The Tidal Thames, running from Teddington lock in the west of London, to the North Sea, is home to more than 100 fish species, many of which are commercially and ecologically important.
Species calling the Thames home include endangered species such as European eels, seabass, flounder, and smelt. The Thames is used as a nursery habitat, and a pathway between freshwater habitats and the open seas – making this area absolutely vital to the success of UK fish species and their conservation.
However, like other estuarine habitats, this region remains poorly studied and there is a need to further our understanding of the ways in which fish are using the river in order to protect vulnerable populations from continued threats such as habitat loss, poor water quality and development activities.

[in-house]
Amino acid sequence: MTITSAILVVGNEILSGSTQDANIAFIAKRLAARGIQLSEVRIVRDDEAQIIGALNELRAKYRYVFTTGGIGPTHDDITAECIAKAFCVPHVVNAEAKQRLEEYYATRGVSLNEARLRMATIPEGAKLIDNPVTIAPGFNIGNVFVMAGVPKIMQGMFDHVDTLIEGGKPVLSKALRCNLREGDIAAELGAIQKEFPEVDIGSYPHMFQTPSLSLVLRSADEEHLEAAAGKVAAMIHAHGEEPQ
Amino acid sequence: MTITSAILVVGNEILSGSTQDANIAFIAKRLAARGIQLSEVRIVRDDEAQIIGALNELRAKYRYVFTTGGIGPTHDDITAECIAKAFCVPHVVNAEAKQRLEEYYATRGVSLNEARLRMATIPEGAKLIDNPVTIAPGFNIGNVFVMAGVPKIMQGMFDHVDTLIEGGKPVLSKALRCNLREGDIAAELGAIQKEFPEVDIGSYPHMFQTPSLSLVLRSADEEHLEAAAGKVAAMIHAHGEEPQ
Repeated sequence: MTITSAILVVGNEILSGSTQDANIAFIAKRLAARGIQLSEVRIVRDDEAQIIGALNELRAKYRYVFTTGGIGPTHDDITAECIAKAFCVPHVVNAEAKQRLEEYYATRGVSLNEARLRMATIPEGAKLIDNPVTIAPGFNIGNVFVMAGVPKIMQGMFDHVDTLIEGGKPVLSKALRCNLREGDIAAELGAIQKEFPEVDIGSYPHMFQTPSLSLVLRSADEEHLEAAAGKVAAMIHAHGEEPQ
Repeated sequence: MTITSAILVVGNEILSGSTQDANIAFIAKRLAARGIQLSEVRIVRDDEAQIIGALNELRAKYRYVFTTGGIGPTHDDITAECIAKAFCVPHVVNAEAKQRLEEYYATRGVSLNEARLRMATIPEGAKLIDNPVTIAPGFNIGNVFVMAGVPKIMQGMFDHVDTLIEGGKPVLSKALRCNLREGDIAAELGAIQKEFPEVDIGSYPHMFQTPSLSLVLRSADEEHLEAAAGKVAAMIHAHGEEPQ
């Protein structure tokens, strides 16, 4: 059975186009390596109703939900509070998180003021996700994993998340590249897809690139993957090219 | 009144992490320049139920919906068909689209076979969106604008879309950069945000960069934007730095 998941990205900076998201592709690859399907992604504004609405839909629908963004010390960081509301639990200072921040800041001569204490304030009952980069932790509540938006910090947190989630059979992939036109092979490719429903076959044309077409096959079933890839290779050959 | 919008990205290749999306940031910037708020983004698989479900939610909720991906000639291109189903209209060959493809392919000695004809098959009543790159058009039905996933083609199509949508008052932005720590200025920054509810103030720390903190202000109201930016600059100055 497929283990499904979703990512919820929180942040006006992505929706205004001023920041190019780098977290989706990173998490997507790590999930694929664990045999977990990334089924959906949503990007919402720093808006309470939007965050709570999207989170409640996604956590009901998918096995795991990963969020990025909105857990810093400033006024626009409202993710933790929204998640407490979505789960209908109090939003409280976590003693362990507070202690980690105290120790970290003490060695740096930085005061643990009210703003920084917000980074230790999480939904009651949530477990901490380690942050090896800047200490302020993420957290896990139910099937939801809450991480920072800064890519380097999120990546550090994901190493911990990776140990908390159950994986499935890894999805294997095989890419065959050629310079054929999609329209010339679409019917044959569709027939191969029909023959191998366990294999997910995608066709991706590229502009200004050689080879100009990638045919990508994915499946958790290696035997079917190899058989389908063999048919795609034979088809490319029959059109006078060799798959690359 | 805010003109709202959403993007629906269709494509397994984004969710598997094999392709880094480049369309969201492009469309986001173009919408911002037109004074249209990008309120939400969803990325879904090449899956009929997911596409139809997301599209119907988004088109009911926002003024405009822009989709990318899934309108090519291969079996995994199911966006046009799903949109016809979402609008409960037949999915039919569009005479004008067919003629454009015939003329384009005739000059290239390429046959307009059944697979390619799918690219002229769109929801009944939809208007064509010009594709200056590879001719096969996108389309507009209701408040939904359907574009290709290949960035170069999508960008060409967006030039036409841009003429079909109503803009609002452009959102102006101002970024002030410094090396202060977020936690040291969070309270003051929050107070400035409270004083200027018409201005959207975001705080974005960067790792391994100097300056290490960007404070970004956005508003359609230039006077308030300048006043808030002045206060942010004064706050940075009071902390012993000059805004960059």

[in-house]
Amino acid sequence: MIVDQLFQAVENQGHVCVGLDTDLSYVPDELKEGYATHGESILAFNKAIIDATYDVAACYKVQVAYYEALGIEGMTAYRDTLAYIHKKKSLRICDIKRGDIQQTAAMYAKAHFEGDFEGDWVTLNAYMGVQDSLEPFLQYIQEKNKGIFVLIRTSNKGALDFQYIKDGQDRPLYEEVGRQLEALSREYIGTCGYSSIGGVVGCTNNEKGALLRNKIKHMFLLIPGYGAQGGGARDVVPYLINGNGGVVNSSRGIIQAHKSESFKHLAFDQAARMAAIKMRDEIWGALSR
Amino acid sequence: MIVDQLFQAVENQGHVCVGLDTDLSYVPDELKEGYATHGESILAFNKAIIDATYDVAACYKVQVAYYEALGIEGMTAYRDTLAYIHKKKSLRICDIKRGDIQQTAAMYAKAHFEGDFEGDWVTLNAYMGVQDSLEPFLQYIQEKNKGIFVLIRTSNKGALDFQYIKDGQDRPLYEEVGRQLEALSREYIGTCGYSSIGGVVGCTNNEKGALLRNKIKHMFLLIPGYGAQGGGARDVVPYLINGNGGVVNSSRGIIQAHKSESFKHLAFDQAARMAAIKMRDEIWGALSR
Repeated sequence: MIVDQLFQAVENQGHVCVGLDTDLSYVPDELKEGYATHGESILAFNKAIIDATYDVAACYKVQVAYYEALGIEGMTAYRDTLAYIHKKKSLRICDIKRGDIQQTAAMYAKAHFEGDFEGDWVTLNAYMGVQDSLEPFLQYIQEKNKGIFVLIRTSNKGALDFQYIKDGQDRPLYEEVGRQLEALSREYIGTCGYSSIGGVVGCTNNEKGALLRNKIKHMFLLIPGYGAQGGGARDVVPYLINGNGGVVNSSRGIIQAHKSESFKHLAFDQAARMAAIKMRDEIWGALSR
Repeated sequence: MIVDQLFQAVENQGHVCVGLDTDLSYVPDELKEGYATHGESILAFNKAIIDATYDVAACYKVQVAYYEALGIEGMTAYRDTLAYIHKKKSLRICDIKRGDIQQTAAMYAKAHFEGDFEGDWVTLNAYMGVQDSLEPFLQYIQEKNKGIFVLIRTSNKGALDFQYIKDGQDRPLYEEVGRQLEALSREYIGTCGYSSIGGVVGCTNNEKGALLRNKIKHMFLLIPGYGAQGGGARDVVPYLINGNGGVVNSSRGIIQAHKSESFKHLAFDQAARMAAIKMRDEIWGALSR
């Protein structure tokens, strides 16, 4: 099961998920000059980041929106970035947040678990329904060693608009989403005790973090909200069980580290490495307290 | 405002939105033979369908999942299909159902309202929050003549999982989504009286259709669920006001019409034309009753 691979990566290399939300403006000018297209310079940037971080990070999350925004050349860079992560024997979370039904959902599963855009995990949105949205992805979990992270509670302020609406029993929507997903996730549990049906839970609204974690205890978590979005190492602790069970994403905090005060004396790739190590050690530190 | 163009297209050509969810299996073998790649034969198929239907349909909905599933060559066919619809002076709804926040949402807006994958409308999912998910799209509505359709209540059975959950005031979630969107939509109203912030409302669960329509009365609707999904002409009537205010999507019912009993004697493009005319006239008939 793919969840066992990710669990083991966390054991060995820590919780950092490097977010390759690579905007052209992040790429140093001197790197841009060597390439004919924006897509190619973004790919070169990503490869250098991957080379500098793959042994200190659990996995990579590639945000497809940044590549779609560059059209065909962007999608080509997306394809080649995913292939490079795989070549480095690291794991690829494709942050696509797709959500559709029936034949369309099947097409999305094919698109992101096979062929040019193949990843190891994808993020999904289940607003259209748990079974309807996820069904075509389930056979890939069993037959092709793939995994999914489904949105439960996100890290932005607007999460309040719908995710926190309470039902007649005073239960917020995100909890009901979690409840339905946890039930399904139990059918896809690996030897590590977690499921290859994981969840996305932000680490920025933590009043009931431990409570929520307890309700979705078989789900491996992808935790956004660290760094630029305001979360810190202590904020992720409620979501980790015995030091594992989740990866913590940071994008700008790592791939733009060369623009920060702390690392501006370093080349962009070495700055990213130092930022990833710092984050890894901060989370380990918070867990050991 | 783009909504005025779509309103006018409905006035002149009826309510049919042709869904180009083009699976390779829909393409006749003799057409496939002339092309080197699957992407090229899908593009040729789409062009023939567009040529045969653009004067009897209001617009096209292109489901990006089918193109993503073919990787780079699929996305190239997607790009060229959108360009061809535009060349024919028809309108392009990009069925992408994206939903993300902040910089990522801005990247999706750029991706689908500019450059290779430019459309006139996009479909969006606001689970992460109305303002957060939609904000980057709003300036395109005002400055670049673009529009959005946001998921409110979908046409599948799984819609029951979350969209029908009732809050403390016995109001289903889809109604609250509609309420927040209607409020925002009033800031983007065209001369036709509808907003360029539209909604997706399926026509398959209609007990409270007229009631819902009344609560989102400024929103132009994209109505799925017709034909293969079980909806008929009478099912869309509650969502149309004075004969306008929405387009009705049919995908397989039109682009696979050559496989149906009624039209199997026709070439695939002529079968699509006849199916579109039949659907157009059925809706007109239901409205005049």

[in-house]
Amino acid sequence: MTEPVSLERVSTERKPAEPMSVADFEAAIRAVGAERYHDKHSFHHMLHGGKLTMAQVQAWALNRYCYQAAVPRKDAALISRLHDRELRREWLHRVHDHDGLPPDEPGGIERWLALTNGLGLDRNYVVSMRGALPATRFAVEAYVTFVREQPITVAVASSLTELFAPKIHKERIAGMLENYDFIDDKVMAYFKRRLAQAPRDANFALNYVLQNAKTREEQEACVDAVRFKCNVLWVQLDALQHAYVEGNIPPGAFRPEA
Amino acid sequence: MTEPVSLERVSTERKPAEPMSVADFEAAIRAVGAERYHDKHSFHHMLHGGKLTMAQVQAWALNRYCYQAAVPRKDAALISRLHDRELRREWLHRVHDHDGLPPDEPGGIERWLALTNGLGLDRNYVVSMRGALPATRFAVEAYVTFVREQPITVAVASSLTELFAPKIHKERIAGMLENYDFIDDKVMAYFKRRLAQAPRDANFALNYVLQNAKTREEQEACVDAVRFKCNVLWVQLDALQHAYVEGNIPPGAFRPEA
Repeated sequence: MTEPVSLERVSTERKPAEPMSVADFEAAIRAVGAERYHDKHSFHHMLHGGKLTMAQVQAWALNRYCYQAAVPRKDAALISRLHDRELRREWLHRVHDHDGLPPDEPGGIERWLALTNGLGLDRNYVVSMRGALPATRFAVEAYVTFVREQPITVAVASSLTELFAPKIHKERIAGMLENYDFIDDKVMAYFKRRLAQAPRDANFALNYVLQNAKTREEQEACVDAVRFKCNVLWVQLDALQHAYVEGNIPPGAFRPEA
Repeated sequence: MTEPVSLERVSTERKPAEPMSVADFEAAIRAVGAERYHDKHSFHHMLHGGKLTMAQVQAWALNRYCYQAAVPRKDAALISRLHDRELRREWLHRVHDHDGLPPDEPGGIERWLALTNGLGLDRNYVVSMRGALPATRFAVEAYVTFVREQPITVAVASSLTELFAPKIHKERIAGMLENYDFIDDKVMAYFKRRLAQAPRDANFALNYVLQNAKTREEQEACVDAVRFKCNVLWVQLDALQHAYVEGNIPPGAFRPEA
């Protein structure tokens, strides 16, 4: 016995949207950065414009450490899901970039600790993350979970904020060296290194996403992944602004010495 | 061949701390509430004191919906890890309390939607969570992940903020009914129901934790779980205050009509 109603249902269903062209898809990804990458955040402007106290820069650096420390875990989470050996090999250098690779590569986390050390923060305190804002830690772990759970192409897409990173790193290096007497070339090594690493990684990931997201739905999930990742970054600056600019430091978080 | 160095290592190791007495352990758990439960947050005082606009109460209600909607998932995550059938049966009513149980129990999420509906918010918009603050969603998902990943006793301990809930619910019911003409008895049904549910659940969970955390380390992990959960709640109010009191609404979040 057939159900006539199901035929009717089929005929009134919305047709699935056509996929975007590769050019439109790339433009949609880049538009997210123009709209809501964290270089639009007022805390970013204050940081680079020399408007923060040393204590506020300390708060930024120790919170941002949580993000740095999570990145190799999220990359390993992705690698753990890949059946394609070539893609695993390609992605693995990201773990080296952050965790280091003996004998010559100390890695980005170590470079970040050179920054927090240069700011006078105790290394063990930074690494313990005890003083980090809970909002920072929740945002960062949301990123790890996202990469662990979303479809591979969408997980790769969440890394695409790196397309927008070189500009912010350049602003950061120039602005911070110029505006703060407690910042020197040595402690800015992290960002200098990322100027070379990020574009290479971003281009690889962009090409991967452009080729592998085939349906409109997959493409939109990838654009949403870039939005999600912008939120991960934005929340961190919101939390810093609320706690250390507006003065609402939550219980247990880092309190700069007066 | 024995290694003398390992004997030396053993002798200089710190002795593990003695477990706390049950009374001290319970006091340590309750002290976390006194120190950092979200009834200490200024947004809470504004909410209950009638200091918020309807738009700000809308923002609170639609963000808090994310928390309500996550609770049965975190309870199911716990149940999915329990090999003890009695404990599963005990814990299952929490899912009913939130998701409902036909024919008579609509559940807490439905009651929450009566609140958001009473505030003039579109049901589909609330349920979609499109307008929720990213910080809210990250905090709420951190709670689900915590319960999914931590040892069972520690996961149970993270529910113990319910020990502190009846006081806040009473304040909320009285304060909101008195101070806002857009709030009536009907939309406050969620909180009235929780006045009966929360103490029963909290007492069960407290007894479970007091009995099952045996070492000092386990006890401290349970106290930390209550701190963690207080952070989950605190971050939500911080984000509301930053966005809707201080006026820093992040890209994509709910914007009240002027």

ZSL is working to conserve fish in the tidal Thames
Since 2015 ZSL has been studying fish in the tidal Thames with special focus on spawning grounds and the seasonal variations in juvenile fish presence and distribution. To date, we have conducted the most comprehensive studies of juvenile fish in any estuary in the UK, identified a previously unknown spawning habitat for smelt, an estuarine indicator species, and tagged the first fish to swim through central London. Through this work we have provided a benchmark to measure the health of fish populations over time.
It is clear from our research the entire tidal Thames is essential to fish in their early life stages, from the central areas when they are just larvae and unable to swim, right to the extreme margins where the juveniles and adults rest and hide from the strong tides.
To ensure that important life stages of fish species and their habitats are protected in the Tidal Thames, we have published a Guidance Document on Conservation of Tidal Thames fish through the Planning Process. This document provides a single point of reference to developers, planners, Biodiversity Officers and consultants on how fish should be considered when planning developments on or beside the river.